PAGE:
The facility will be a significant asset in predicting disasters like floods and droughts, the prime minister’s office has said FILE PHOTO. Members of the International Federation of Red Cross and Red Crescent Societies (IFRC) gather on a boat as residents are rescued in an area heavily affected by floods following torrential rains in the Rufiji District village of Mohoro, on April 17, 2024. © AFP

The Emergency Operation and Communication Center (EOCC) Situation Room opened on Friday in Dodoma, Tanzania under the Africa Multi-Hazard Early Warning and Early Action System (AMHEWAS) program sponsored by the African Union.

Jim J. Yonazi, Permanent Secretary in the Prime Minister’s Office for Policy, Parliament, and Coordination, said that the situation room will significantly aid Tanzania in predicting various types of disasters, including floods and droughts.

“This is very important for us to be able to plan strategies, on how we can prevent [crises], but again if it happens, how to recover, and again how to provide more information to stakeholders on how to bring life back together,” he explained.

Kamal Kishore, Special Representative of the UN Secretary-General for Disaster Risk Reduction, said that the opening of the center “is an important milestone, the output, the synthetic outputs that will come out of this situation room will help us prepare communities on the ground to take anticipatory actions and protect lives and livelihoods.”

The event was welcomed by supporters of the EOCC Situation Room, including the UN Office for Disaster Risk Reduction (UNDRR), which provided two years of technical support for its establishment. The effort was made in partnership with the International Center for Environmental Monitoring CIMA Research Foundation and funded by the Government of Italy through the Italian Agency for Development Cooperation (AICS).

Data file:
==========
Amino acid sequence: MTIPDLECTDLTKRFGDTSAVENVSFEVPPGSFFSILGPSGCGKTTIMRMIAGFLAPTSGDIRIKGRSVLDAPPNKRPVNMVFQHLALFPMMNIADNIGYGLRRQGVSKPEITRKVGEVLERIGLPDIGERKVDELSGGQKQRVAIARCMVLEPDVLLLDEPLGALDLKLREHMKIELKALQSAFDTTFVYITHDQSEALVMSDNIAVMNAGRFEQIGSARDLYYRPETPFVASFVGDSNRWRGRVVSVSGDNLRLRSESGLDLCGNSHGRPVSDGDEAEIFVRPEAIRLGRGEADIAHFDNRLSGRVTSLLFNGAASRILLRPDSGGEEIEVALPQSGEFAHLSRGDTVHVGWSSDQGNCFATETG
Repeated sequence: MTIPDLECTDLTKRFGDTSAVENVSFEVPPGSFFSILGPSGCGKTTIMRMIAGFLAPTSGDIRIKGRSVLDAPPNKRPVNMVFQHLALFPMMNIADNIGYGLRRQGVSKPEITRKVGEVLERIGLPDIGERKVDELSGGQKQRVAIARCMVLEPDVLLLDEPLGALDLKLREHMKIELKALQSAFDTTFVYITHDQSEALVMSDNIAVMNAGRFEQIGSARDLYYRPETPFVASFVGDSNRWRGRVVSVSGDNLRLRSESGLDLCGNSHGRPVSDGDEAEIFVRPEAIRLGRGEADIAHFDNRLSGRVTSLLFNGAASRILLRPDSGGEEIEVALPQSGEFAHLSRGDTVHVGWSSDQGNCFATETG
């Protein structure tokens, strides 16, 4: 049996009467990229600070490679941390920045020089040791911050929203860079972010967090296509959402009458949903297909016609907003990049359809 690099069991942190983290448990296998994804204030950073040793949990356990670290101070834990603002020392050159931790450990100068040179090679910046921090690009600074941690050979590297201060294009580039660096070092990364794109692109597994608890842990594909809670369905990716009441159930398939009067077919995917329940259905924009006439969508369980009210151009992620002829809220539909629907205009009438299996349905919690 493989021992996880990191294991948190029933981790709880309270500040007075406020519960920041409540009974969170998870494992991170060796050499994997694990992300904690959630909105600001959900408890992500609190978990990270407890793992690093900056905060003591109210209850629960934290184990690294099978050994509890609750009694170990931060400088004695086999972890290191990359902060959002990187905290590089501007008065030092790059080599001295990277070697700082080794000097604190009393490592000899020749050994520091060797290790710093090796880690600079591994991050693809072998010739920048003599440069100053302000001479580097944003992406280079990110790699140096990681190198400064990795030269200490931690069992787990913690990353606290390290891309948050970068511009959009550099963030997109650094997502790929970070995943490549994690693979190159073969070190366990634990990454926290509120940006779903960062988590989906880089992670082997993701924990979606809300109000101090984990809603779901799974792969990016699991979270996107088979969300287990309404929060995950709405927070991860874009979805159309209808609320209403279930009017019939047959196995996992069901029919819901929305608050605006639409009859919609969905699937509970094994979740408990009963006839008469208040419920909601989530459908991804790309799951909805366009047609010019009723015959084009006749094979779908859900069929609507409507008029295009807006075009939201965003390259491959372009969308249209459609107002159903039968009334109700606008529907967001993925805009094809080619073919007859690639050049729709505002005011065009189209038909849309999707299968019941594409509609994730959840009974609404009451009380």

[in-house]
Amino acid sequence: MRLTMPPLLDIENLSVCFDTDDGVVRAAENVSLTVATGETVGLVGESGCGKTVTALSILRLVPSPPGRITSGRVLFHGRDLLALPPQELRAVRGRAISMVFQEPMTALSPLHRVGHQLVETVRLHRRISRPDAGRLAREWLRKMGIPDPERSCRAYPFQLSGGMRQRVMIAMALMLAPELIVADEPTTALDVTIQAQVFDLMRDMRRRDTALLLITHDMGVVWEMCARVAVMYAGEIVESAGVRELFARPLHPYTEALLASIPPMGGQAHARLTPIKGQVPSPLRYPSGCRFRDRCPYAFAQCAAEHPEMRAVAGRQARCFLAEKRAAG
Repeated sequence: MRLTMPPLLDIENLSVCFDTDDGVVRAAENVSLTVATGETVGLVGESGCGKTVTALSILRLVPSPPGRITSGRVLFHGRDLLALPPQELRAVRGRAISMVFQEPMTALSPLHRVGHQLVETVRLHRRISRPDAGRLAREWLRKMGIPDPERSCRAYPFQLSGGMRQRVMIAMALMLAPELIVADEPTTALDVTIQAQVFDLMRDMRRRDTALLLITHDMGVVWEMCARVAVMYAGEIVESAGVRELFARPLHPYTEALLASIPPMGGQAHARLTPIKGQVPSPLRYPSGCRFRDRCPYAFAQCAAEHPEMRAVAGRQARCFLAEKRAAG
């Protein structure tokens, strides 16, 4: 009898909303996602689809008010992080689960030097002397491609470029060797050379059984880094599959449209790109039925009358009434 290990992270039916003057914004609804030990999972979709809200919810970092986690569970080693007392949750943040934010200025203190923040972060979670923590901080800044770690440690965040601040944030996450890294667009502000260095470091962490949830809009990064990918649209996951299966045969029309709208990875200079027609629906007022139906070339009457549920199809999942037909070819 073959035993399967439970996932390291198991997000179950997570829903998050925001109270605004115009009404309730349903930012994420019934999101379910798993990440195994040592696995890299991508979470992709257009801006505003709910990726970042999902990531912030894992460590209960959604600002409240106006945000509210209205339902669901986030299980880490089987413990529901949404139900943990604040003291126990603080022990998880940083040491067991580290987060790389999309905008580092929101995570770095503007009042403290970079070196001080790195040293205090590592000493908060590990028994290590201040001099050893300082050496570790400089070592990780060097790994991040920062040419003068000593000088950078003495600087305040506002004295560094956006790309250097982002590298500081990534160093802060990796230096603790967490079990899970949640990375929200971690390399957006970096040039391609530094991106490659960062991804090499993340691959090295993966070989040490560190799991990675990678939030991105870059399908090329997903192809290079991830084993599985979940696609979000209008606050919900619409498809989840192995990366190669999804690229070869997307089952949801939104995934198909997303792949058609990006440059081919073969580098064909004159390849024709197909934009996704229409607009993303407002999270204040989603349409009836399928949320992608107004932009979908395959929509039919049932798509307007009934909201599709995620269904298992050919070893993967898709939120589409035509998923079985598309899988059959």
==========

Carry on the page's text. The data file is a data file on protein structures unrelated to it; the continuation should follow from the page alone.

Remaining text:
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Last week, the UNDRR Regional Office for Africa conducted a workshop to train officials on using an open-source system for real-time natural hazard monitoring and forecasting. This system will be utilized in the situation room to issue advisories, facilitating prompt early action.

Research by UNDRR indicates that countries with advanced multi-hazard early warning systems experience disaster mortality rates six times lower than those with no or weak systems. Furthermore, an early warning of just 24 hours can potentially reduce resulting damages by 30%. According to UNDRR’s 2023 report on the Global Status of Multi-Hazard Early Warning Systems, only 45% of African countries report having such systems.

Between 2021 and 2022, the initial centers of the network were established: three situation rooms dedicated to forecasting, analyzing, monitoring, and responding to hydrometeorological risks, including a regional center, the Intergovernmental Authority on Development (IGAD) Disaster Operation Centre in Nairobi, Kenya, and two continental centers, the Continental Situation Room in Addis Ababa, Ethiopia and the Multi-Hazard Early Warning Advisory Centre in Niamey, Niger.

Meanwhile, Zimbabwe plans to launch its second satellite, ZimSat-2, in November, which will be equipped with advanced sensors and imaging devices, supporting applications such as environmental hazard monitoring, and drought management. (RT)